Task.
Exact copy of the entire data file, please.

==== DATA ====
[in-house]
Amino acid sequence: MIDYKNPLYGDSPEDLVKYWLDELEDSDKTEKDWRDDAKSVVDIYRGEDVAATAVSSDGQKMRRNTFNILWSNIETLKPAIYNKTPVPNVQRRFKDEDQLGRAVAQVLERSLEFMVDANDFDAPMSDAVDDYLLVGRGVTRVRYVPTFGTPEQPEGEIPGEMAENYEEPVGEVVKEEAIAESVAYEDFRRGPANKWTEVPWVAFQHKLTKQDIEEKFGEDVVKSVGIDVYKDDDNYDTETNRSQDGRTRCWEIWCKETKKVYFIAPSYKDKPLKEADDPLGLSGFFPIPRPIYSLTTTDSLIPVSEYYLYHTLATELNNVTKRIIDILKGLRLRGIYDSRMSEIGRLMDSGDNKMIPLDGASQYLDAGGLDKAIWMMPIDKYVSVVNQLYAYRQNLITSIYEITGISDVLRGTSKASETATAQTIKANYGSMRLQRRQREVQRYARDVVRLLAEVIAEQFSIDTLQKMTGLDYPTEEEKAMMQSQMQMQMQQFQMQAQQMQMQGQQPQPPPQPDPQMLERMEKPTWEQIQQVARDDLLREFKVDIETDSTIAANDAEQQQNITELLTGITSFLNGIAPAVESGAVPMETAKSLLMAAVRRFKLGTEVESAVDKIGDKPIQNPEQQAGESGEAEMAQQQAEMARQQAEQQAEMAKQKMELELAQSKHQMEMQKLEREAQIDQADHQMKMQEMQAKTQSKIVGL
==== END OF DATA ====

[in-house]
Amino acid sequence: MIDYKNPLYGDSPEDLVKYWLDELEDSDKTEKDWRDDAKSVVDIYRGEDVAATAVSSDGQKMRRNTFNILWSNIETLKPAIYNKTPVPNVQRRFKDEDQLGRAVAQVLERSLEFMVDANDFDAPMSDAVDDYLLVGRGVTRVRYVPTFGTPEQPEGEIPGEMAENYEEPVGEVVKEEAIAESVAYEDFRRGPANKWTEVPWVAFQHKLTKQDIEEKFGEDVVKSVGIDVYKDDDNYDTETNRSQDGRTRCWEIWCKETKKVYFIAPSYKDKPLKEADDPLGLSGFFPIPRPIYSLTTTDSLIPVSEYYLYHTLATELNNVTKRIIDILKGLRLRGIYDSRMSEIGRLMDSGDNKMIPLDGASQYLDAGGLDKAIWMMPIDKYVSVVNQLYAYRQNLITSIYEITGISDVLRGTSKASETATAQTIKANYGSMRLQRRQREVQRYARDVVRLLAEVIAEQFSIDTLQKMTGLDYPTEEEKAMMQSQMQMQMQQFQMQAQQMQMQGQQPQPPPQPDPQMLERMEKPTWEQIQQVARDDLLREFKVDIETDSTIAANDAEQQQNITELLTGITSFLNGIAPAVESGAVPMETAKSLLMAAVRRFKLGTEVESAVDKIGDKPIQNPEQQAGESGEAEMAQQQAEMARQQAEQQAEMAKQKMELELAQSKHQMEMQKLEREAQIDQADHQMKMQEMQAKTQSKIVGL